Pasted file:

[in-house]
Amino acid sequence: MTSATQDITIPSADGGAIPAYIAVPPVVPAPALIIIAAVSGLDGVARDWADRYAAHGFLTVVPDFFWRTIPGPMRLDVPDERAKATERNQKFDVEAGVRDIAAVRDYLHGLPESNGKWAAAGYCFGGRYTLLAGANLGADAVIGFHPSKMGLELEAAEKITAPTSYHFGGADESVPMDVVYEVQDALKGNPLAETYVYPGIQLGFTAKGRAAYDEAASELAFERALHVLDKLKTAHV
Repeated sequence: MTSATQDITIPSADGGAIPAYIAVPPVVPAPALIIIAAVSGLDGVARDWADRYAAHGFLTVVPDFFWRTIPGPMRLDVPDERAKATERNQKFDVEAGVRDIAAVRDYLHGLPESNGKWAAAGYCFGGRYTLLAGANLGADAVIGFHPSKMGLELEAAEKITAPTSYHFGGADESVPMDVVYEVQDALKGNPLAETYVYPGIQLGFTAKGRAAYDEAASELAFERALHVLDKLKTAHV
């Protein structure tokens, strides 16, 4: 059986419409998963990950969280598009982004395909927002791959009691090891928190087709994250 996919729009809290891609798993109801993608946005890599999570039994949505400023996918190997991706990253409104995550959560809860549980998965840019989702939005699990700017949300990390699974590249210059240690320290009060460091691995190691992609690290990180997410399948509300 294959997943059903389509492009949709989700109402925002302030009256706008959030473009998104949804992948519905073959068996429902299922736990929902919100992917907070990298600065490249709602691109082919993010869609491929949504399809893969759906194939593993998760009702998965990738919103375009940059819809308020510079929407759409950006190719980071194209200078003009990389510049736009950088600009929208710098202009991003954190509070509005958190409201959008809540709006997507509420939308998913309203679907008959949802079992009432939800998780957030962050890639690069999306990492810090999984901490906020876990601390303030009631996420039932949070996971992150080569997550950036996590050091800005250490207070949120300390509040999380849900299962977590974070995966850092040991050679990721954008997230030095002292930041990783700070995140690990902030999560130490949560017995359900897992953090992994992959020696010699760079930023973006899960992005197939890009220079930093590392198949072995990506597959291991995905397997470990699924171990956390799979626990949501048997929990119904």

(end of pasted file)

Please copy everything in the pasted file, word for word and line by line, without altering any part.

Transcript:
[in-house]
Amino acid sequence: MTSATQDITIPSADGGAIPAYIAVPPVVPAPALIIIAAVSGLDGVARDWADRYAAHGFLTVVPDFFWRTIPGPMRLDVPDERAKATERNQKFDVEAGVRDIAAVRDYLHGLPESNGKWAAAGYCFGGRYTLLAGANLGADAVIGFHPSKMGLELEAAEKITAPTSYHFGGADESVPMDVVYEVQDALKGNPLAETYVYPGIQLGFTAKGRAAYDEAASELAFERALHVLDKLKTAHV
Repeated sequence: MTSATQDITIPSADGGAIPAYIAVPPVVPAPALIIIAAVSGLDGVARDWADRYAAHGFLTVVPDFFWRTIPGPMRLDVPDERAKATERNQKFDVEAGVRDIAAVRDYLHGLPESNGKWAAAGYCFGGRYTLLAGANLGADAVIGFHPSKMGLELEAAEKITAPTSYHFGGADESVPMDVVYEVQDALKGNPLAETYVYPGIQLGFTAKGRAAYDEAASELAFERALHVLDKLKTAHV
């Protein structure tokens, strides 16, 4: 059986419409998963990950969280598009982004395909927002791959009691090891928190087709994250 996919729009809290891609798993109801993608946005890599999570039994949505400023996918190997991706990253409104995550959560809860549980998965840019989702939005699990700017949300990390699974590249210059240690320290009060460091691995190691992609690290990180997410399948509300 294959997943059903389509492009949709989700109402925002302030009256706008959030473009998104949804992948519905073959068996429902299922736990929902919100992917907070990298600065490249709602691109082919993010869609491929949504399809893969759906194939593993998760009702998965990738919103375009940059819809308020510079929407759409950006190719980071194209200078003009990389510049736009950088600009929208710098202009991003954190509070509005958190409201959008809540709006997507509420939308998913309203679907008959949802079992009432939800998780957030962050890639690069999306990492810090999984901490906020876990601390303030009631996420039932949070996971992150080569997550950036996590050091800005250490207070949120300390509040999380849900299962977590974070995966850092040991050679990721954008997230030095002292930041990783700070995140690990902030999560130490949560017995359900897992953090992994992959020696010699760079930023973006899960992005197939890009220079930093590392198949072995990506597959291991995905397997470990699924171990956390799979626990949501048997929990119904």